No, there are no spies in the showroom. A package will not be delivered either. The drone that flies through the 2-storey premises has a quite different job: It carries a film camera and is recording the action on the ground. A touch of Hollywood settles in Herford as the association GerontoPro shoots the 20-minute film, “Auf einmal ist es morgen” (“And suddenly it’s tomorrow”) one long weekend at Stiegelmeyer.
The 2 GerontoPro directors Sabine Zessel and Jil Kamphöner are lecturers in the field of care for the elderly. “And suddenly it’s tomorrow” is the second film by the association. Young artistes from the Filmhaus Bielefeld, professional actors and the well-known care critic Claus Fussek are all taking part. Zessel and Kamphöner are worried about the future of caregiving. Will it be possible to stop the shortage of personnel? Will the elderly still receive personal care in an increasingly perfect technical world? GerontoPro wants to draw the attention of its viewers to questions such as these.
The new film shows 2 different fates experienced by an elderly man: secure within the circle of a loving family, on the one hand, and cared for by machines in an ultra-modern care unit of the future, on the other. The 2 parallel plots are mysteriously interwoven. In the Stiegelmeyer showroom, the floor and walls are shrouded in white to create a futuristic care scenario. The new Puro hospital bed appears so innovative that it looks like something from science fiction even without any extra props. At the same time, it is obviously extremely comfortable and cosy – in a big spread, the “Neue Westfälische” daily newspaper reports tongue-in-cheek that shortly after lunchtime, “the first extras fell asleep in their beds”.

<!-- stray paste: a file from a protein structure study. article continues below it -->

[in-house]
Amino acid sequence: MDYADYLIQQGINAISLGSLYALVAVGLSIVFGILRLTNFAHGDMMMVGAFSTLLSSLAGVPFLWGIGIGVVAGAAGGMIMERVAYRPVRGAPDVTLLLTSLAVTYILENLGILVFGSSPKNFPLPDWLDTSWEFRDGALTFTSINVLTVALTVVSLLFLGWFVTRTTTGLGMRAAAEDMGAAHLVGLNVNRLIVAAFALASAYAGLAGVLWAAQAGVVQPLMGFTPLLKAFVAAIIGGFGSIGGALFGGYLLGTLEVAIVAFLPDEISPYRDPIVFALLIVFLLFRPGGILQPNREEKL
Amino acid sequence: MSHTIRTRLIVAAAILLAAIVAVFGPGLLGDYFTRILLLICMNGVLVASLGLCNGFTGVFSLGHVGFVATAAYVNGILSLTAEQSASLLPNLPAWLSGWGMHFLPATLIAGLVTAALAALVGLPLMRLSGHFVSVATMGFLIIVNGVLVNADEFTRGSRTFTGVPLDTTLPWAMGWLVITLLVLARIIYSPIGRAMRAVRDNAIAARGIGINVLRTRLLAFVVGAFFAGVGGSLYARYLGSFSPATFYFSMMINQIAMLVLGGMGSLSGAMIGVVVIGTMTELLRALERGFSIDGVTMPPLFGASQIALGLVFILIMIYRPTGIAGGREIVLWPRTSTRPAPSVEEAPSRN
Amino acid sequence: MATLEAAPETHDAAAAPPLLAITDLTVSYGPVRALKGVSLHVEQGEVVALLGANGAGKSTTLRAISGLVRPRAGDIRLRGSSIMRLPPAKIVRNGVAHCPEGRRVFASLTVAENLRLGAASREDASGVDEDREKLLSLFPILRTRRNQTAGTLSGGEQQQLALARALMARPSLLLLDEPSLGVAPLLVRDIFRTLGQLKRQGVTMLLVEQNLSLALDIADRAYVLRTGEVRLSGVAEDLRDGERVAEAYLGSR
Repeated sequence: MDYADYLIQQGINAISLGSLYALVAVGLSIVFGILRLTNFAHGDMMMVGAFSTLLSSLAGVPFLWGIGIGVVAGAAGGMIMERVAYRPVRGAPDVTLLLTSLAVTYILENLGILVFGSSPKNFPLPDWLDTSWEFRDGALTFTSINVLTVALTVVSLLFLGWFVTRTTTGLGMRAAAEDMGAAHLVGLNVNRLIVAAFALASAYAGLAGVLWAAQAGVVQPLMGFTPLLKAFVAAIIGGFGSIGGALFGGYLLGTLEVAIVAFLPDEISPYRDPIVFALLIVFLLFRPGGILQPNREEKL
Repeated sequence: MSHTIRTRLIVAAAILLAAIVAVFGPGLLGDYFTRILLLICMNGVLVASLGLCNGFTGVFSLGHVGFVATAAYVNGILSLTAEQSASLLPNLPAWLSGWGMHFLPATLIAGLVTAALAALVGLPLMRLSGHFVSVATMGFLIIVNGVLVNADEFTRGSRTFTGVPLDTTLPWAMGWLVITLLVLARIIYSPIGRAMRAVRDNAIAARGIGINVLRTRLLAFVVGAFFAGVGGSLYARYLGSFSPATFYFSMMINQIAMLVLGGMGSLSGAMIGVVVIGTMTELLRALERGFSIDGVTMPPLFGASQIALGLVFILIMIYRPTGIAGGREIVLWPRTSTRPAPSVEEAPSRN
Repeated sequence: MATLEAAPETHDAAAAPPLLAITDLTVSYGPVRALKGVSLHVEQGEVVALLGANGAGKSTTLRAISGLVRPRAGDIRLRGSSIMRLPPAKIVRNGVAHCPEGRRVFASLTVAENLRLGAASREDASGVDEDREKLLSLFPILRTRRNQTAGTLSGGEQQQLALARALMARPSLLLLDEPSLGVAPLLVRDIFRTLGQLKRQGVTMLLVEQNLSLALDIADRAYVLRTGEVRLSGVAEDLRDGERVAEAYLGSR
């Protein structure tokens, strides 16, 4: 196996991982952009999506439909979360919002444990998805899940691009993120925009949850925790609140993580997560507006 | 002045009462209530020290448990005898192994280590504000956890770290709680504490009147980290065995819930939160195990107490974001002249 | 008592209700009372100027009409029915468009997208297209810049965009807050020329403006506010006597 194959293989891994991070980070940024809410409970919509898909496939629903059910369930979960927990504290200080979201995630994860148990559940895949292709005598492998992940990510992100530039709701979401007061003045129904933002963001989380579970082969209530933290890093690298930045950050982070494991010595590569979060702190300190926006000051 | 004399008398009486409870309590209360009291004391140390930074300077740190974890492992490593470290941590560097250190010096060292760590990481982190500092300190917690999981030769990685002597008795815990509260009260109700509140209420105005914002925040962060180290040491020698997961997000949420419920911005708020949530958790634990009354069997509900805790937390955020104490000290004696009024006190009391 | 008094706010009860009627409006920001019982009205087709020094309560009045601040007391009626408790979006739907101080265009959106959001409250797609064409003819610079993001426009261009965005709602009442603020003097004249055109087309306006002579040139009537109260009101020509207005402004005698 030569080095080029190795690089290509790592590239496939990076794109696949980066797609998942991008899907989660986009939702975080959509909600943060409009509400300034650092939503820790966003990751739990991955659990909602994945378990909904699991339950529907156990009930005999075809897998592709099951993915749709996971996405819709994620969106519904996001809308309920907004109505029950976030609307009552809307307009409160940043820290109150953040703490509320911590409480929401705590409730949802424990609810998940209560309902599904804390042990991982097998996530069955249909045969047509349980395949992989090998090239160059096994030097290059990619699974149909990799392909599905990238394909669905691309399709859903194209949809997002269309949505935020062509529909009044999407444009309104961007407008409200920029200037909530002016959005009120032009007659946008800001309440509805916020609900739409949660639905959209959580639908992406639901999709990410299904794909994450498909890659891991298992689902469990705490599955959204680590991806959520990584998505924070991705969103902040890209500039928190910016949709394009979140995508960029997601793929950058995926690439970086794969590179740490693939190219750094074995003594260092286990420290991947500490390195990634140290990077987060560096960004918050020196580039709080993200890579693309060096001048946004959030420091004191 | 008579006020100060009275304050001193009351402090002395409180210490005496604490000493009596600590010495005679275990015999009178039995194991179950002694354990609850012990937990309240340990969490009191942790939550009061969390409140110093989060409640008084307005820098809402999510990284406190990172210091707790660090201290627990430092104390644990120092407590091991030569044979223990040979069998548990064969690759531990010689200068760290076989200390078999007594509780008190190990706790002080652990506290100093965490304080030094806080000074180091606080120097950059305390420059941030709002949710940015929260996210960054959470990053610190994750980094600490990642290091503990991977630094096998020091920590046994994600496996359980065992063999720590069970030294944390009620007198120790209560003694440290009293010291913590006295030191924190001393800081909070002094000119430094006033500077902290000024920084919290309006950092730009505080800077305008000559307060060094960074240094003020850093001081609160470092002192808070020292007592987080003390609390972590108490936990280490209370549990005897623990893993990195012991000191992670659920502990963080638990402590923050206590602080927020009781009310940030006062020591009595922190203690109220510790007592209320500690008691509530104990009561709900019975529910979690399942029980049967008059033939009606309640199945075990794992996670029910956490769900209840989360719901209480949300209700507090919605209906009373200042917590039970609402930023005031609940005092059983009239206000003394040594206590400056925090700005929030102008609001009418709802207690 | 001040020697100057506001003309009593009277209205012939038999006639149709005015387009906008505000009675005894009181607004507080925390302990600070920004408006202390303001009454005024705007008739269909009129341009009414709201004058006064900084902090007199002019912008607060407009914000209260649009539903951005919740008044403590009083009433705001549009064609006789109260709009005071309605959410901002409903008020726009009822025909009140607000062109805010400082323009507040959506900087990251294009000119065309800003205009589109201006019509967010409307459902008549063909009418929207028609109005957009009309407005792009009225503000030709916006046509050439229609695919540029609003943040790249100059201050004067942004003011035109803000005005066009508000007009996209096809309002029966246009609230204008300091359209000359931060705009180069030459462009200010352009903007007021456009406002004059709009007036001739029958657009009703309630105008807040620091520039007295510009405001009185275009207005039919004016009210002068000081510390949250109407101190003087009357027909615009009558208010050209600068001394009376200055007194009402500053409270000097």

The film crew under director Fabian Goldschmied and cameraman Johann Wurtz, however, remained wide awake throughout. At the end, they posted how successful they were on Facebook: “And so an incredibly good, though tiring shoot with the best team ever draws to a close.”